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Indian ‘Vaccine Billionaire’ Cyrus Poonawalla Buys Gandhi’s Rare Portrait and his Letters

A rare 1931 pencil portrait of Mahatma Gandhi and a collection of his handwritten letters that went under the hammer at the Sothebys auction in London 

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Mahatma Gandhi
Mahatma Gandhi Spinning Charkha. Wikimedia
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  • Poonawalla bought the lot for 32,500 pounds (nearly Rs 27 lakh, saying he wanted to bring the historic and rare work back to India
  • The pencil portrait was drawn by artist John Henry Amshewitz
  • It features Gandhi focused on writing something and is inscribed with the words Truth is God/MK Gandhi/4.12.’31

London, July 12, 2017: A rare 1931 pencil portrait of Mahatma Gandhi and a collection of his handwritten letters that went under the hammer at the Sothebys auction here on Tuesday have been bought by noted Indian businessman Cyrus Poonawalla, popularly known as the ‘vaccine billionaire’.

Poonawalla founded the Serum Institute of India in 1966, today one of the world’s largest vaccine makers by volume, producing 1.3 billion doses annually.

Poonawalla bought the lot for 32,500 pounds (nearly Rs 27 lakh, saying he wanted to bring the historic and rare work back to India.

ALSO READ: Intense Discussion on Life of Kasturba Gandhi and her relationship with husband, Mahatma Gandhi

I am absolutely delighted to have acquired this beautiful signed image and to have the opportunity to bring a work of such historical value back to India.

Mahatma Gandhi is one of the most respected and revered figures in the world and considered to be the father of our nation, and so to have such a rare and intimate depiction of him at work, and signed by the great man himself, is an incredible honour and an absolute pleasure, Poonawalla said in a statement.

The pencil portrait was drawn by artist John Henry Amshewitz. It features Gandhi focused on writing something and is inscribed with the words Truth is God/MK Gandhi/4.12.’31.

Gandhi usually refused to sit for formal photographs, let alone a portrait, making this an extremely rare portrayal of the political leader at work, Sotheby’s said in a statement.

Poonawalla has also bought a collection of Gandhi’s handwritten letters addressed to Sarat Chandra Bose and his family. (IANS)

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Ethnic Indian Jai Sears responds to complaint against the statue of Gandhi in Grenada

Jai Sears wrote in response to a letter on Mahatma Gandhi entitled “Dustbin of history” written by Josiah Rougier

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Gandhi
Mahatama Gandhi, leader of non violence

Jai Sears from Grenada, Caribbean has written a letter to editor in response to complaints against the statue of Gandhi in Grenada. Here is the text:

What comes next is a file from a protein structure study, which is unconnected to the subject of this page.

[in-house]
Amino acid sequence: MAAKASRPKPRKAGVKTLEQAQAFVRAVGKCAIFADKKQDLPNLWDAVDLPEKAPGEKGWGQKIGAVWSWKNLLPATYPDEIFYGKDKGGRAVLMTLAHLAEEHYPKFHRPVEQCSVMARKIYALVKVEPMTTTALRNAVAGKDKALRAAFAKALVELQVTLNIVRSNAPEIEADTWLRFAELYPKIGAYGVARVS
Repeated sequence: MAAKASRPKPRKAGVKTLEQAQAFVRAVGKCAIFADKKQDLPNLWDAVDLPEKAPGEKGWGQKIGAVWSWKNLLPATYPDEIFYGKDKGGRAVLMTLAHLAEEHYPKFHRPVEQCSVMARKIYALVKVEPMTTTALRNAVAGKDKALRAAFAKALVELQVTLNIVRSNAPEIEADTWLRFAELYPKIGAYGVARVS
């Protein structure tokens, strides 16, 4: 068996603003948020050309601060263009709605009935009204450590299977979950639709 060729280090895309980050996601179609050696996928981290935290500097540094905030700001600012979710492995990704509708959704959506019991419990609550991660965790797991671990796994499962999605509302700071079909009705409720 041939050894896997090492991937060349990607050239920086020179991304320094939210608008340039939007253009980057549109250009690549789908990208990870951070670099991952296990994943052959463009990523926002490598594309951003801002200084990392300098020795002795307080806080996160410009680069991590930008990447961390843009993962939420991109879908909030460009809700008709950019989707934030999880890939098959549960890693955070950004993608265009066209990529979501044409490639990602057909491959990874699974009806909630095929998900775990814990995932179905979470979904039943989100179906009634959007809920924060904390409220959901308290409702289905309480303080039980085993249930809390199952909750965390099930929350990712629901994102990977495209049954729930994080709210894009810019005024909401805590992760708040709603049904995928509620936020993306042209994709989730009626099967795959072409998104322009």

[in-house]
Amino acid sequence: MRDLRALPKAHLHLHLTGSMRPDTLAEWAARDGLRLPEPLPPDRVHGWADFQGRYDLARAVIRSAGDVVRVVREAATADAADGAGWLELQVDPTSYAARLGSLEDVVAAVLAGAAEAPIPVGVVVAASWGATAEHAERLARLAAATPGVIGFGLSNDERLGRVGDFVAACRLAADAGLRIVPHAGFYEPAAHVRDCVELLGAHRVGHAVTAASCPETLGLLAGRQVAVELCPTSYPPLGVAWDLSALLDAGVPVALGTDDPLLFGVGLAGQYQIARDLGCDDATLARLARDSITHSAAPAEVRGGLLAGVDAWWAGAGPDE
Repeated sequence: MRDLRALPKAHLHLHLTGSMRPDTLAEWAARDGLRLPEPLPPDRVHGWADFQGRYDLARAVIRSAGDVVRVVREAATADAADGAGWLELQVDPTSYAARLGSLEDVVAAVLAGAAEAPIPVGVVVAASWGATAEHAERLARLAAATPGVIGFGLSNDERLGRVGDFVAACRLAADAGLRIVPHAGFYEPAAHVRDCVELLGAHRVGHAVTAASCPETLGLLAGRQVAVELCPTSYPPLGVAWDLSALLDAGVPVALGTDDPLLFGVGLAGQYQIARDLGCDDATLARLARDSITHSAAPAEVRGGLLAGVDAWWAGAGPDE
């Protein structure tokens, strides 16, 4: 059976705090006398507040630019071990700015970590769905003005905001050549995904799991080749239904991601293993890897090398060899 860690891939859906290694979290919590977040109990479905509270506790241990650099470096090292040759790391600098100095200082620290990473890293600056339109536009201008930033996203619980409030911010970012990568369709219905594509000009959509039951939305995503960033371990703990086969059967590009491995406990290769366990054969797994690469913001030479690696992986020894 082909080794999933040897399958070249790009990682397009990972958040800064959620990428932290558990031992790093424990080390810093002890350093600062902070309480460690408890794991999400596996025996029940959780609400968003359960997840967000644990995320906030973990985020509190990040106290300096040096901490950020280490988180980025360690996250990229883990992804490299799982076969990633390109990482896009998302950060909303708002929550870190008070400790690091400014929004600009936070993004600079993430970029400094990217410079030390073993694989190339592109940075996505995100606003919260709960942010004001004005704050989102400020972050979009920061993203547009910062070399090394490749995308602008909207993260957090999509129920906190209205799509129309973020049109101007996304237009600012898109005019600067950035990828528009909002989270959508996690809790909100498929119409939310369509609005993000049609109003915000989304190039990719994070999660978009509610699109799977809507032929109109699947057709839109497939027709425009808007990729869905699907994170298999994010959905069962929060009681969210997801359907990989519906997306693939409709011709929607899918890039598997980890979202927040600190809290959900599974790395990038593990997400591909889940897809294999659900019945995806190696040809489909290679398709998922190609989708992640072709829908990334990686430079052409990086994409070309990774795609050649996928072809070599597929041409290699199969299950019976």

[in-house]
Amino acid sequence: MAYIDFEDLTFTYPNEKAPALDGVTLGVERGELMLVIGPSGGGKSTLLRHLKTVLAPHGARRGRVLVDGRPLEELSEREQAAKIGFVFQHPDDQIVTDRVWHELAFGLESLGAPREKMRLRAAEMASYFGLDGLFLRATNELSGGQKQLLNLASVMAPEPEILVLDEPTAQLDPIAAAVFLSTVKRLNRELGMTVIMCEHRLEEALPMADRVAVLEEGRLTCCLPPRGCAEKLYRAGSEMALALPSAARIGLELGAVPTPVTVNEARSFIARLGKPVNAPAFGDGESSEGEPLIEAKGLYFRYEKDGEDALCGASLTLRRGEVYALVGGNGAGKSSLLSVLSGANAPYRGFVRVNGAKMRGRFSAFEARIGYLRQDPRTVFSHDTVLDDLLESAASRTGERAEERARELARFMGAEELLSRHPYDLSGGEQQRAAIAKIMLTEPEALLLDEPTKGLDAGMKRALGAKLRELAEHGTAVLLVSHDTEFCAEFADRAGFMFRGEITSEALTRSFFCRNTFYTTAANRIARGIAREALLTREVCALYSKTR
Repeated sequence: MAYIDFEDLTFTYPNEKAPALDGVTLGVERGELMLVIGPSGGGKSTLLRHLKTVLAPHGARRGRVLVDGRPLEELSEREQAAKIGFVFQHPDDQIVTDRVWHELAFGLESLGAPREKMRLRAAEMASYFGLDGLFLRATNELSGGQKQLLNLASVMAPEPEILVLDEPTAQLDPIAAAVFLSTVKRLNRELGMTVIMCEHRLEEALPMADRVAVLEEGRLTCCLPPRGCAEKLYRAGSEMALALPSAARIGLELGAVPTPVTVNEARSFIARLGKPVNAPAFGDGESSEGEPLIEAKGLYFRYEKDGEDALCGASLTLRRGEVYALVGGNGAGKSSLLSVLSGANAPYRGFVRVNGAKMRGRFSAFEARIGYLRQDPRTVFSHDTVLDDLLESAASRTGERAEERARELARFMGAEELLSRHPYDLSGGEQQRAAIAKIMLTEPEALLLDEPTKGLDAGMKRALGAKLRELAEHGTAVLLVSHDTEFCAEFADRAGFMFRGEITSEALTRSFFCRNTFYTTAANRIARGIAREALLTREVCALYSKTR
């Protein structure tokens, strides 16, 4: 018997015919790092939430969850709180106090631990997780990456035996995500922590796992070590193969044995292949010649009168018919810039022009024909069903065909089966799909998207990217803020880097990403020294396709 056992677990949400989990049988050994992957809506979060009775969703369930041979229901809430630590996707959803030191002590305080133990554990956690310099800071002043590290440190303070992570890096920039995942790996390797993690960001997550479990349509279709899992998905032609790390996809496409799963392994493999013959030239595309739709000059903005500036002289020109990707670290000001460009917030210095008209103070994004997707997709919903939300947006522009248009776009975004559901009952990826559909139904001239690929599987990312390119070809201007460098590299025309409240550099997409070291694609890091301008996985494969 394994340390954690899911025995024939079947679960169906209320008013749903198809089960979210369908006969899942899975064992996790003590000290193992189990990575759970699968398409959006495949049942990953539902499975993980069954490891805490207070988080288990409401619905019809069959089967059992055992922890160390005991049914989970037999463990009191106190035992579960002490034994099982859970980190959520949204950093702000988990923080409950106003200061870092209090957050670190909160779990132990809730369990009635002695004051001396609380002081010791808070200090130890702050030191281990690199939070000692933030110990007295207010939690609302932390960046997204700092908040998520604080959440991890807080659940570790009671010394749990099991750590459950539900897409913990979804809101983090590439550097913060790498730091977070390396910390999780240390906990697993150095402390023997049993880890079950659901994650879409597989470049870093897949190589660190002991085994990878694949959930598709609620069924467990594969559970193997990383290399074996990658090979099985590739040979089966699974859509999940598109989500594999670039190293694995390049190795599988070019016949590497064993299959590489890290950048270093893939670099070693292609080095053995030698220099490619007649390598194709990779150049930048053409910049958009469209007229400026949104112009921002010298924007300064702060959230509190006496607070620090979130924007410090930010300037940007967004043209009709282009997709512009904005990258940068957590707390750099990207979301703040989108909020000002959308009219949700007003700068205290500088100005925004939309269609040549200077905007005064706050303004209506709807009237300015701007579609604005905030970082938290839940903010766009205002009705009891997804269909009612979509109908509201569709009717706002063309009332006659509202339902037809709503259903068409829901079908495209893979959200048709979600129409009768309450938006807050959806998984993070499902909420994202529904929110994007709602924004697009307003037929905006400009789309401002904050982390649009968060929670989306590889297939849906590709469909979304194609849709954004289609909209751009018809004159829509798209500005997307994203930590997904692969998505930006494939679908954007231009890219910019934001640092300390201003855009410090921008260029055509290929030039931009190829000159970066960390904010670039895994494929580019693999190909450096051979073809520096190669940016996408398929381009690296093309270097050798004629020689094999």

I write in response to a letter on Mahatma Gandhi entitled “Dustbin of history” written by Josiah Rougier and published in the Grenada newspaper, The New Today (Nov 3, 2017). In his letter, Rougier is asking the Government to remove the bust-statue of Gandhi which overlooks Sauteurs Bay in Grenada where East Indians arrived 160 years ago. Rougier’s opinion is based on the false notion that Gandhi was racist because the Mahatma reportedly considered Indians to be superior to black Africans when he referred to the latter as “kaffirs.”

Gandhi was only 27 years old when he made that contextual statement. If Rougier had done his research, he would have found that Nelson Mandela said: “Gandhi must be forgiven for these prejudices in the context of the time and the circumstances.” The quote can be found in “Gandhi the Prisoner” by Nelson Mandela published in 1995. Gandhi was a man; he was not god. And even god made mistakes.

In favour of Mahatama Gandhi
Photo of Jai Sears

Rougier must instead focus on the Gandhi’s vision of non-violent protest and his belief in satyagraha which inspired rebels and revolutionaries around the world. Gandhi’s ideas influenced leaders of the African National Congress and the struggle by Indians and blacks against white apartheid rule in South Africa. From as early as 1956 when he was 27 years old, Martin Luther King, Jr. referred to Gandhi as “the guiding light of our technique of nonviolent social change.”

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Following the success of his boycott, King contemplated traveling to India to deepen his understanding of Gandhian principles. The fact is that Gandhi saw people of all races, castes, colours and creeds as equal which led to his assassination by a Hindu fanatic in 1948. So who is this unknown Josiah Rougier? Is he as illustrious as the great Nelson Mandela and Martin Luther King? And is he disagreeing with his possible heroes?

A friend to all.
Jai Sears
Grenada, Caribbean